It’s the birth date of the first American to receive a Ph.D. in science history. I’m surprised how recently he lived. I figured science historians have been around almost as long as science and history – but I. B. Cohen, born March 1, 1914, died in 2003.
His start at science history sputtered around unfocused for a few years. From Long Island, at age fifteen, Cohen entered New York University but dropped out after one semester. A brief attempt at veterinary medicine at an agricultural institute followed, then a stint at the Valley Forge Military Academy. He was 19 when he entered Harvard as a freshman in 1933 to concentrate in mathematics. He moved into Harvard’s newly formed History of Science and Learning program as a graduate student in 1937, getting his doctorate ten years later, in 1947. Long before his thesis was complete, he published his first book, Experiments and Observations on Electricity (1941), which grew out of his interest in Ben Franklin’s experiments. Cohen’s second book (Some Early Tools of American Science) came three years after his doctorate. Then it was back to Franklin again, with Franklin and Newton in 1956.
I. Bernard Cohen’s amazing publication pace lasted his entire life. But he was also a teacher and, in his habitual checked sports jacket, was considered a somewhat flamboyant showman in the courses he taught. For two decades he also chaired Harvard’s History of Science department. Active in historical societies, Cohen received a lifetime achievement medal from the History of Science Society in 1974.
Although his 60 years of publishing focused largely on Franklin and Newton, his browsing interests ranged from the history of numbers to industrial age lab equipment. Not all his interests were locked in earlier centuries – he understood Einstein and relativity and, in fact, Cohen’s April 1955 interview with Albert Einstein was the last Einstein gave before his death that same month. While writing and teaching, Cohen also consulted to IBM on their history of computers project for a few years. That work eventually led to a popular book about computer pioneer Howard Aiken, released in 1999.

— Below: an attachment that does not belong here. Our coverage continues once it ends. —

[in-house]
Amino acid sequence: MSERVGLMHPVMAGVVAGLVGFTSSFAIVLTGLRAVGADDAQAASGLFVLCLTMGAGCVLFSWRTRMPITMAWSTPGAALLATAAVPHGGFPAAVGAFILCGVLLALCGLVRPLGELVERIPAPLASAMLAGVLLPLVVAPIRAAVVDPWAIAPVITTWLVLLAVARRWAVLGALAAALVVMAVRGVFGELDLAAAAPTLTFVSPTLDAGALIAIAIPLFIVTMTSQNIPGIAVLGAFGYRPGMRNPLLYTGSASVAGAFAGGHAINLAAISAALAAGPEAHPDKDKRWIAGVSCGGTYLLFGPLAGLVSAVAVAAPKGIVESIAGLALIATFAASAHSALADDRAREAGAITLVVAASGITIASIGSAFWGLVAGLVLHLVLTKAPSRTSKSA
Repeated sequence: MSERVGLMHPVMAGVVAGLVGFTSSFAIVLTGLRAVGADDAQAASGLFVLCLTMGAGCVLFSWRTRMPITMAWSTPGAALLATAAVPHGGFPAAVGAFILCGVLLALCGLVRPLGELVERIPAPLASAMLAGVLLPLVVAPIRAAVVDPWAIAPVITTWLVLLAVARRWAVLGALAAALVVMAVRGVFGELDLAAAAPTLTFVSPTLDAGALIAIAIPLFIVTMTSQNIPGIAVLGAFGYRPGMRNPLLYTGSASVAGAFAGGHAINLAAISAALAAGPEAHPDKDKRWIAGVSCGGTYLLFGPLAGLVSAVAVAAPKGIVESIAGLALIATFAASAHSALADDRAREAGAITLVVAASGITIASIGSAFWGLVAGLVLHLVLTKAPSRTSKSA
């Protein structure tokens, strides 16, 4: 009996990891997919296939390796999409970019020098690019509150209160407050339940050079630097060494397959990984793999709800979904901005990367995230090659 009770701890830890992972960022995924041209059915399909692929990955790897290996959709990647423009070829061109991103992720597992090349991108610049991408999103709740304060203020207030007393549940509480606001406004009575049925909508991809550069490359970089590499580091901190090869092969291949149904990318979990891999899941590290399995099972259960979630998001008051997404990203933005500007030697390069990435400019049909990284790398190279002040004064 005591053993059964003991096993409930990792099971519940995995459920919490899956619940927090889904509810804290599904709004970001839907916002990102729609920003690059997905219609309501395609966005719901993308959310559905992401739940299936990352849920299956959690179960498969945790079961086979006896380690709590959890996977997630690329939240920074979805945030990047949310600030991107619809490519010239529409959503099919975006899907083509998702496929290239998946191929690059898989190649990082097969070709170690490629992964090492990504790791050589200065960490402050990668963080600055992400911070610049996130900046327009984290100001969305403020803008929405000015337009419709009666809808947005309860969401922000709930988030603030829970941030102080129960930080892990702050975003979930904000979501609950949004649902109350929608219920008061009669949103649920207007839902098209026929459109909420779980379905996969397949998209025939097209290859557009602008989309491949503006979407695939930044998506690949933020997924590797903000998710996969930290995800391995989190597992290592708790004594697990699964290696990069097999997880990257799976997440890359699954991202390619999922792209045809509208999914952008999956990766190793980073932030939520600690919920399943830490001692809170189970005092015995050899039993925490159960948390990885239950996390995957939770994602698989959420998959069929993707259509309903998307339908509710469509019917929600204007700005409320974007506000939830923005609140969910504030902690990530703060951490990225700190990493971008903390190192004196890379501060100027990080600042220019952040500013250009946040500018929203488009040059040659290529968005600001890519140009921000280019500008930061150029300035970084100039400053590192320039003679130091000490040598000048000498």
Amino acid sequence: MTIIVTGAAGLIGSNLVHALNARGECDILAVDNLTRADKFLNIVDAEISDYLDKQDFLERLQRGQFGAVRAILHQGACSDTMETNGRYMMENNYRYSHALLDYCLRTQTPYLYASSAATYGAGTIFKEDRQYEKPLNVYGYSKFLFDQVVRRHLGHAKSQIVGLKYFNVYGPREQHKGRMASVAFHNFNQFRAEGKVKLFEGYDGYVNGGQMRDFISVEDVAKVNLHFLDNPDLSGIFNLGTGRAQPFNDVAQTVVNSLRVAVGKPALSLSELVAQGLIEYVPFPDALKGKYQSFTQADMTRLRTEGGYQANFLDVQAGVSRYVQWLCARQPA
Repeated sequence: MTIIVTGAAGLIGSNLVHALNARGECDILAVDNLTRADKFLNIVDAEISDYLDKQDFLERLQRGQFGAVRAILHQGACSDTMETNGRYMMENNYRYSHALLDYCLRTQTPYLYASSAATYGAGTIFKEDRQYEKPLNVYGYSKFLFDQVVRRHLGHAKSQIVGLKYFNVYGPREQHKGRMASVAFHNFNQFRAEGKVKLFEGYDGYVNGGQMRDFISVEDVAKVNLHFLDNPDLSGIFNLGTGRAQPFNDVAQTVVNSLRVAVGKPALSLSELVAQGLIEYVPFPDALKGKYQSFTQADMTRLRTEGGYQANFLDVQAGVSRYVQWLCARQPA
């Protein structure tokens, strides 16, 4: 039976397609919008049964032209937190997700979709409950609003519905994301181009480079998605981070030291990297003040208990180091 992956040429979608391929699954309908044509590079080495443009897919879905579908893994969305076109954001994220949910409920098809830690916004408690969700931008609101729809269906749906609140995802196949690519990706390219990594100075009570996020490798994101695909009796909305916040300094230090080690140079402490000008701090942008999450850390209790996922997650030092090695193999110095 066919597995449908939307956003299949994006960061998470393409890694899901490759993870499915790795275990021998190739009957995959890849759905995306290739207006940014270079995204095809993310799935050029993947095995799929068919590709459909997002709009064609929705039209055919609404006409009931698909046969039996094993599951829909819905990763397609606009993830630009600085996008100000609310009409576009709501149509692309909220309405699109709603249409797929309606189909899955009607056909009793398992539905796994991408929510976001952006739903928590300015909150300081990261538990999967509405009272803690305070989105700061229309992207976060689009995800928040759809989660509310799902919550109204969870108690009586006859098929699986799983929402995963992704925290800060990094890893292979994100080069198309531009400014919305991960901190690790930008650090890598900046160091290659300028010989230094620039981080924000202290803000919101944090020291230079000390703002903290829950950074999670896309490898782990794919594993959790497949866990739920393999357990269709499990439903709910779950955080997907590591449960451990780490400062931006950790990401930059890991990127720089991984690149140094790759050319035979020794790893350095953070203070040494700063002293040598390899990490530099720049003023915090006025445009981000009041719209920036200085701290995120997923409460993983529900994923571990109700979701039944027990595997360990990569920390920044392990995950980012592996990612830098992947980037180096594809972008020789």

A year after retiring from Harvard in 1984, he released Revolution in Science, one of the two I.B. Cohen books which I have read and studied. My own history of science background is weak – I took a single (fascinating) undergraduate course while working on my geophysics degree. I have tried to fill some of the cracks in my education with books such as Cohen’s treatise. I strongly recommend Revolution in Science, one of the most lucid I’ve encountered from a science historian. Revolution in Science begins with a brief overview of Cohen’s position that scientific revolutions are more transformational than revolutionary, then works through major discoveries and their impacts, beginning with Copernicus and ending with plate tectonics. The book was written in 1985, so genomes, computers, the internet, and some other recent themes are absent. But this does not detract from the books message regarding the (sometimes slow) cultural transformations evinced by scientific “revolutions” and the simultaneous role played by society and culture upon scientific investigation.
Cohen stayed busy to his final days. His manuscript of The Triumph of Numbers, a history of mathematics, numbers, and their impact on society, was sent off to his publisher one week before Cohen died at age 89. It was the last of 20 books. Many were intended for an educated general audience, but Cohen felt his greatest contribution was his modern English translation of Newton’s Principia, which he worked on for 14 years with Anne Whitman, a Latinist. Their 974-page book was the first English translation of Principia since 1729. Cohen published it in 1999, four years before his death at age 89. He felt that the Principia translation was his greatest achievement and believed it would be valuable long after his popular books and renowned utterances were forgotten. Lest we forget those utternaces, a few quotes from the famed science historian follow:
Although few expressions are more commonly used in writing about science than ‘science revolution,’ there is a continuing debate as to the propriety of applying the concept and term ‘revolution’ to scientific change. There is, furthermore, a wide difference of opinion as to what may constitute a revolution. And although almost all historians would agree that a genuine alteration of an exceptionally radical nature (the Scientific Revolution) occurred in the sciences at some time between the late fifteenth (or early sixteenth) century and the end of the seventeenth century, the question of exactly when this revolution occurred arouses as much scholarly disagreement as the cognate question of precisely what it was. (I.B. Cohen, 1980)
All revolutionary advances in science may consist less of sudden and dramatic revelations than a series of transformations, of which the revolutionary significance may not be seen (except afterwards, by historians) until the last great step. In many cases the full potentiality and force of a most radical step in such a sequence of transformations may not even be manifest to its author. (I.B. Cohen, 1980)
Although Newton clearly sympathized with Galileo, he wrote virtually nothing critical of the Aristotelian tradition in philosophy, and the immense effort he devoted to theology was aimed not at challenging its epistemic authority, but largely at putting it on a firmer footing. Newton made no direct contributions to philosophy of a similar magnitude [to Galileo’s]. Indeed, from his extant writings alone Newton has more claim to being a major theologian than a major philosopher. (I.B. Cohen, 2002)